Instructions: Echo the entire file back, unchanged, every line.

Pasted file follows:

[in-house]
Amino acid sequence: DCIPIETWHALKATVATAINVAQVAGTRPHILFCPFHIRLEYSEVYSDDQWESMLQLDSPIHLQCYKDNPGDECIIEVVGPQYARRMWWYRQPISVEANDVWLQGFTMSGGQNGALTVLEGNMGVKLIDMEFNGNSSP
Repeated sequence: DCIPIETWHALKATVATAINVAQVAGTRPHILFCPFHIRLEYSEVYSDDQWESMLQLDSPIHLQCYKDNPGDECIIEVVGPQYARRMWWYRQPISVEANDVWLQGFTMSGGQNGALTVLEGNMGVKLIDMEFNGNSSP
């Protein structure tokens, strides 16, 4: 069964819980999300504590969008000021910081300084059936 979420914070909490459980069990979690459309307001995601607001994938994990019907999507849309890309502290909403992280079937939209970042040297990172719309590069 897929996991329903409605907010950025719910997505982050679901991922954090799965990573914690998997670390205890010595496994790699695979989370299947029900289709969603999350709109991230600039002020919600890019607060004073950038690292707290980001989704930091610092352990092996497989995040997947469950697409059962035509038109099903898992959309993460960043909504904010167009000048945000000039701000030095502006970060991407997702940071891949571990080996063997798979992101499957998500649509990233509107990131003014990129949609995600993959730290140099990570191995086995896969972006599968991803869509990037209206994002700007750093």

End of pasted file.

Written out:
[in-house]
Amino acid sequence: DCIPIETWHALKATVATAINVAQVAGTRPHILFCPFHIRLEYSEVYSDDQWESMLQLDSPIHLQCYKDNPGDECIIEVVGPQYARRMWWYRQPISVEANDVWLQGFTMSGGQNGALTVLEGNMGVKLIDMEFNGNSSP
Repeated sequence: DCIPIETWHALKATVATAINVAQVAGTRPHILFCPFHIRLEYSEVYSDDQWESMLQLDSPIHLQCYKDNPGDECIIEVVGPQYARRMWWYRQPISVEANDVWLQGFTMSGGQNGALTVLEGNMGVKLIDMEFNGNSSP
């Protein structure tokens, strides 16, 4: 069964819980999300504590969008000021910081300084059936 979420914070909490459980069990979690459309307001995601607001994938994990019907999507849309890309502290909403992280079937939209970042040297990172719309590069 897929996991329903409605907010950025719910997505982050679901991922954090799965990573914690998997670390205890010595496994790699695979989370299947029900289709969603999350709109991230600039002020919600890019607060004073950038690292707290980001989704930091610092352990092996497989995040997947469950697409059962035509038109099903898992959309993460960043909504904010167009000048945000000039701000030095502006970060991407997702940071891949571990080996063997798979992101499957998500649509990233509107990131003014990129949609995600993959730290140099990570191995086995896969972006599968991803869509990037209206994002700007750093």